Frequently Asked Questions

Animal handling in meat plants has never been better. For more than four decades, the industry has been subject to the federal Humane Slaughter Act of 1958. Federal inspectors, who are in meat packing plants continuously, enforce this act’s requirements. Violations are noted and companies must show the federal inspectors what actions will be taken to prevent problems from occurring again.

In the last two decades, the industry initiated a number of voluntary initiatives that include enhanced animal handling training, implementation of voluntary guidelines and the use of self-audits to assess welfare and maintain continuous improvement. In addition, retail and restaurant customers have taken an increasing interest in animal welfare, creating animal welfare advisory committees and requiring animal welfare audits in order to do business.

Taken together, these developments have spurred the industry to implement new practices and to make animal welfare a top priority. The end result has been documented improvements in handling based on data collected by animal welfare expert Temple Grandin. These data can be viewed at www.grandin.com

Federal inspectors are present in meat plants at all times and are fully empowered to take action against a plant for Humane Slaughter Act violations. A range of actions may be taken depending on the seriousness of any offense. These actions can include shutting down part or all of the plant until a situation can be remedied or even withdrawing inspectors from a plant, which closes the plant. No other sector of animal agriculture is regulated and inspected for animal handling practices as thoroughly as meat packing plants.

Humane handling of livestock has many important benefits. In addition to being ethically appropriate, animals that are handled calmly and humanely produce higher quality meat. Stress hormones can cause quality problems called “bloodshot” in beef or “PSE” in pork, both of which require that parts of the meat be trimmed away. Plants with optimal animal handling produce higher quality meat.

Good animal handling also enhances safety for workers. Animals that become agitated due to rough handling can injure workers – and themselves.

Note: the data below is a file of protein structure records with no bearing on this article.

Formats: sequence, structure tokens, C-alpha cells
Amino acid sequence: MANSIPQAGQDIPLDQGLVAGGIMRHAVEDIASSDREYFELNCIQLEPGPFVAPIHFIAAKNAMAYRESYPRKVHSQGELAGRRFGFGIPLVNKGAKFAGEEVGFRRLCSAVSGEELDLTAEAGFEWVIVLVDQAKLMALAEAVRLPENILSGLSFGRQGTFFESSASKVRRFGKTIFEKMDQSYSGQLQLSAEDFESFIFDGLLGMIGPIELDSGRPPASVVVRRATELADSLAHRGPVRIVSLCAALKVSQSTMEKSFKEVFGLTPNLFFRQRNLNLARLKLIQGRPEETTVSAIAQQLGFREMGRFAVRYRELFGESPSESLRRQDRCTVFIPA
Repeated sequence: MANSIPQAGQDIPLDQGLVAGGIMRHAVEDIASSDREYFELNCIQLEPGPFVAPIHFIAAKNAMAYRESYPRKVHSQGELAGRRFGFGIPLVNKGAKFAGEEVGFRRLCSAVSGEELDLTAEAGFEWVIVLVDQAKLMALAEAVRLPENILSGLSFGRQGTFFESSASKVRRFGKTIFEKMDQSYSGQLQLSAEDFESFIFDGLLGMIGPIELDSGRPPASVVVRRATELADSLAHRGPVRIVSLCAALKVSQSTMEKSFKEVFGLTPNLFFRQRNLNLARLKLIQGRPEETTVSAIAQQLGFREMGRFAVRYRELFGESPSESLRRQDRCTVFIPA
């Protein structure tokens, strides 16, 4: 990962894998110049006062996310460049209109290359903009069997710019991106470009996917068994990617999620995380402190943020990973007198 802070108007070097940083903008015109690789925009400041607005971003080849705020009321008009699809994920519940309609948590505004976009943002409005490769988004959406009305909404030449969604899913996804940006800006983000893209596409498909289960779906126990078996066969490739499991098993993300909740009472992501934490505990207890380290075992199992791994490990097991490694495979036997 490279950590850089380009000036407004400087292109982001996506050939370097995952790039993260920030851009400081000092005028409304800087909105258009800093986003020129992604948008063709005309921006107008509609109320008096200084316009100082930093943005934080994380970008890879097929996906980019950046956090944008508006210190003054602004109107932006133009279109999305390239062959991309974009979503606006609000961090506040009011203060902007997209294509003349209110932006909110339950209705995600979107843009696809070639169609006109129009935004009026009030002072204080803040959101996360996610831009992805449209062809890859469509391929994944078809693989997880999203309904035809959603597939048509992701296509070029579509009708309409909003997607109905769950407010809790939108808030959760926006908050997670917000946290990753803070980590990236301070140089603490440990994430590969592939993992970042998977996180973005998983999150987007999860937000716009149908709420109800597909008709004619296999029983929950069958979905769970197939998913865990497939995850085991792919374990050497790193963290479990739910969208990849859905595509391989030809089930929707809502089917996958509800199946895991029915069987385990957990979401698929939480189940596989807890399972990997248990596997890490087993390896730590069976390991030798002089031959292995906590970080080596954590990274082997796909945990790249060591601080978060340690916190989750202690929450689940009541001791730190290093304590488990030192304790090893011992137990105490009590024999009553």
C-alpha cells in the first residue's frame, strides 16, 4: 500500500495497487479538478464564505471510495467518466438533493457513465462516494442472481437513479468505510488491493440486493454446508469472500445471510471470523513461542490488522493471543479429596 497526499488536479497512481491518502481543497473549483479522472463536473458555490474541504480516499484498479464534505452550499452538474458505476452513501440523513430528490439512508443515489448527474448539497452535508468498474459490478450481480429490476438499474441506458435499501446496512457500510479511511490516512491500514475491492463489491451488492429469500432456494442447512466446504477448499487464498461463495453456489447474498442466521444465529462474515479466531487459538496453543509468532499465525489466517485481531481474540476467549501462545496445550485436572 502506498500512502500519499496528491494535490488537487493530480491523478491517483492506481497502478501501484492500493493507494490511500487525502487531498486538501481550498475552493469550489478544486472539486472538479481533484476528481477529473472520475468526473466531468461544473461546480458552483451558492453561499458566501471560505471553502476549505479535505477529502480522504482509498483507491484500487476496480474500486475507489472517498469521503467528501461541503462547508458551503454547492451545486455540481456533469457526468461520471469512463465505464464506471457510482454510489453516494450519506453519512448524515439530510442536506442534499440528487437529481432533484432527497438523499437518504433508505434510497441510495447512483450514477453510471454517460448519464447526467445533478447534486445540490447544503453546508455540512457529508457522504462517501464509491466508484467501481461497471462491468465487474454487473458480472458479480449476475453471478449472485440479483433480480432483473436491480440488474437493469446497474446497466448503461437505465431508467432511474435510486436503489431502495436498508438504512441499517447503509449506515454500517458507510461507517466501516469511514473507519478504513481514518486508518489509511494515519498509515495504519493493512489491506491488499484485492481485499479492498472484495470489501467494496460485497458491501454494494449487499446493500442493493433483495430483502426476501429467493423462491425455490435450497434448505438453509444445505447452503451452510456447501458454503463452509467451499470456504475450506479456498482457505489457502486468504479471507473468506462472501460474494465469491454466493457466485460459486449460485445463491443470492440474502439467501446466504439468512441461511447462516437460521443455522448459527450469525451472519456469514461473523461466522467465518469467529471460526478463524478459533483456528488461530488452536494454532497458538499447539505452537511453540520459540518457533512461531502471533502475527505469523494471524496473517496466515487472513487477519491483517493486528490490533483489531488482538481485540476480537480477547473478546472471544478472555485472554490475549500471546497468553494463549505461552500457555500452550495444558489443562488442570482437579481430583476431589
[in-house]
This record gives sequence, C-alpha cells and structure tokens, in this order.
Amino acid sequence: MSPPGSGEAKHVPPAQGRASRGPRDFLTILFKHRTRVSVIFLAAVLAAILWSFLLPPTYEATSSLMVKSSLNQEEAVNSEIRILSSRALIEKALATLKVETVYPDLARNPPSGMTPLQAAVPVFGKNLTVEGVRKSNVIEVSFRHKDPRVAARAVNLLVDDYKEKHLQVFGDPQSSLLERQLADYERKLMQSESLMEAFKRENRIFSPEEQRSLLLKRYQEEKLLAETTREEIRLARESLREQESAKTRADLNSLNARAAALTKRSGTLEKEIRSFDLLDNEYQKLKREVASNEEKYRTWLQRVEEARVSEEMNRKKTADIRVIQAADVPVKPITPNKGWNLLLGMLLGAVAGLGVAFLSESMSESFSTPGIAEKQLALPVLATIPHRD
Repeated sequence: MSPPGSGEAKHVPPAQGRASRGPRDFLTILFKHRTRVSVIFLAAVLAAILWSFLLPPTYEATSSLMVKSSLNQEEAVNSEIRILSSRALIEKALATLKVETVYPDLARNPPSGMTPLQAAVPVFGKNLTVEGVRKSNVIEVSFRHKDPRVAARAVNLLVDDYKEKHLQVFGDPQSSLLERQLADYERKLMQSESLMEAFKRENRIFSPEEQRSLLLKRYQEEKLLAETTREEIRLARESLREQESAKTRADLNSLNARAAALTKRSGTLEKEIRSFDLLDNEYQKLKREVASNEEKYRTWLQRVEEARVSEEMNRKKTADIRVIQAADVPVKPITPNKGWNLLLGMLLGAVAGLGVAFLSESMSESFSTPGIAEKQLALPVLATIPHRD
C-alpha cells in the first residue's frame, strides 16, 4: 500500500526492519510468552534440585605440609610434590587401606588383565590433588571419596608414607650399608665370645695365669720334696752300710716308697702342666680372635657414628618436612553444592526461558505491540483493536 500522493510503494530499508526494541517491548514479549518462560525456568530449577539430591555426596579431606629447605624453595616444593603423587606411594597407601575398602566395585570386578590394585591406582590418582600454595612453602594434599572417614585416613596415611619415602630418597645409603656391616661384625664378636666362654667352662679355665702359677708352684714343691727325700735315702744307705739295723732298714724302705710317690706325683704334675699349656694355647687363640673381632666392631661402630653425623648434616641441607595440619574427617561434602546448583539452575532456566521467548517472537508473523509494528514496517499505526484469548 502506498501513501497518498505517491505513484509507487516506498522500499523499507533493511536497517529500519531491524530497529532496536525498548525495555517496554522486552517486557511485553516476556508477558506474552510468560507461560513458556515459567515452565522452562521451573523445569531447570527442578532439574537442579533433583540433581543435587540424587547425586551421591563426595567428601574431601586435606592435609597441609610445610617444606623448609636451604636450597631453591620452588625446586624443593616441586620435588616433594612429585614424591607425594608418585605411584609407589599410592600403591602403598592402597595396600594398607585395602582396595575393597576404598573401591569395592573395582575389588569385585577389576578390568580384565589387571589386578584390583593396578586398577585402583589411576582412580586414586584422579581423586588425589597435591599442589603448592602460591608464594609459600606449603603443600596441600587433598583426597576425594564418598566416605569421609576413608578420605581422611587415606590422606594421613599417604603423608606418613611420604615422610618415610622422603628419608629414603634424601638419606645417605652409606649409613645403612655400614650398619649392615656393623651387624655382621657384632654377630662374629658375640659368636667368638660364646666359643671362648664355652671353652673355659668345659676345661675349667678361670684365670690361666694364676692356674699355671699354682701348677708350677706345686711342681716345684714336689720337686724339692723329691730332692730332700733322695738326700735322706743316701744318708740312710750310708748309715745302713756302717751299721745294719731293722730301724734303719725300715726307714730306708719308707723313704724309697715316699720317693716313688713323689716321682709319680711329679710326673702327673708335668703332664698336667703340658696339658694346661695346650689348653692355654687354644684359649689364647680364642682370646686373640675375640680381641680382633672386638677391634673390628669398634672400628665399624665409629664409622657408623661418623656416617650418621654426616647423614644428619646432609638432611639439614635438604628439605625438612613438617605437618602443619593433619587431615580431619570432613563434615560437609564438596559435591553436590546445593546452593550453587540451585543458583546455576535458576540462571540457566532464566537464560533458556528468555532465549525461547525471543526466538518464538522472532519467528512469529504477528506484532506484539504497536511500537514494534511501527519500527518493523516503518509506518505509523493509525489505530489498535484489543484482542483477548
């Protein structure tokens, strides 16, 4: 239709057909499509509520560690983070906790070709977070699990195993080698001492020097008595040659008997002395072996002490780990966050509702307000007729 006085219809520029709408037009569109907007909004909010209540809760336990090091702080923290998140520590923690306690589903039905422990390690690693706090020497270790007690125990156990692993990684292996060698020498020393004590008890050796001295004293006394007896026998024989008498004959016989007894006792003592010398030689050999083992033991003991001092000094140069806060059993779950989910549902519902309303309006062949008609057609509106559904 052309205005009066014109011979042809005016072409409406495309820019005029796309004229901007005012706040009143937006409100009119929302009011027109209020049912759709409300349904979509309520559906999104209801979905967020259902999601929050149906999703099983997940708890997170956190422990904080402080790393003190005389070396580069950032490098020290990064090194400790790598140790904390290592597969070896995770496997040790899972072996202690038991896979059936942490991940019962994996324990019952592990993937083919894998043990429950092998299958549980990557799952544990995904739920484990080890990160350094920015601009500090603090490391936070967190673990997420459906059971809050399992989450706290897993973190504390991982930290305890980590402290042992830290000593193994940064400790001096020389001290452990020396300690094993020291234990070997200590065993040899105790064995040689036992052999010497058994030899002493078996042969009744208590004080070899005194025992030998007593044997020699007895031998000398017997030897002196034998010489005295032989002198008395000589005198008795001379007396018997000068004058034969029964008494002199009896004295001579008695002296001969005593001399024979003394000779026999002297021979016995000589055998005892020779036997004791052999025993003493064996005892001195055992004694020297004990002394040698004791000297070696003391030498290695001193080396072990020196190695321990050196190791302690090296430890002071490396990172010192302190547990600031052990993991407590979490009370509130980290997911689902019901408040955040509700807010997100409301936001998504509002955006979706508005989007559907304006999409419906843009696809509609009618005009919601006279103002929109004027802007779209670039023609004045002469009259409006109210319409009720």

Calm animals also are less likely to damage equipment – but a stressed or struggling animal might.

For these reasons, plants do everything possible to create calm, low-stress atmospheres that work with – rather than against – animals’ natural instincts. The benefits of these practices to workers, to meat quality, to equipment and most importantly to livestock are well-documented by scientific research.

The USDA seal on meat products means that the meat has been produced in compliance with federal food safety and humane handling regulations.

Small companies produce their livestock and meat using an alternative production system that some consumers prefer.

However, all meat – whether it bears the USDA seal alone or the USDA seal and additional animal welfare labels – has been subjected to federal humane handling standards and inspection.

Consumers need to think critically about the source of claims. While no industry is ever perfect, aggressive oversight in meat plants by federal inspectors coupled with an industry-wide commitment to humane handling helps prevent many animal welfare problems. 

Often the source of videos and claims are members of the animal rights movement. Animal rights groups believe that people should be vegetarians – period. They are so committed to this view, that they at times have released disturbing images and videos that have been well-publicized by the media. 

In some instances, animal rights groups have supplied misleading and even edited videotapes to the news media. At times, these tapes have created questions among consumers. In the early 1990s, one group released a tape that aired on a number of television stations in the U.S. The tape was later rebutted by leading animal welfare expert Temple Grandin, Ph.D., of Colorado State University. More recently, a state attorney general investigated a videotape that was released by an animal rights organization. The state attorney general's final report determined that the video was edited and was misleading to the public and the media. 

The bottom line: all USDA-inspected meat products are subject to federal humane regulations. If a product bears the USDA seal, it has met both food safety and humane regulations. Consumers should be further assured that good animal handling is good for animals -- and good for business. The U.S. meat industry recognizes this fact and has embraced voluntary animal humane handling and audit programs that supplement federal requirements and help ensure that humane handling in U.S. meat packing plants is at the best level ever.

This web site aims to be a resource to consumers with questions about animal welfare in the meat industry and aims to respond when concerns are raised by the news media. Check back for updates.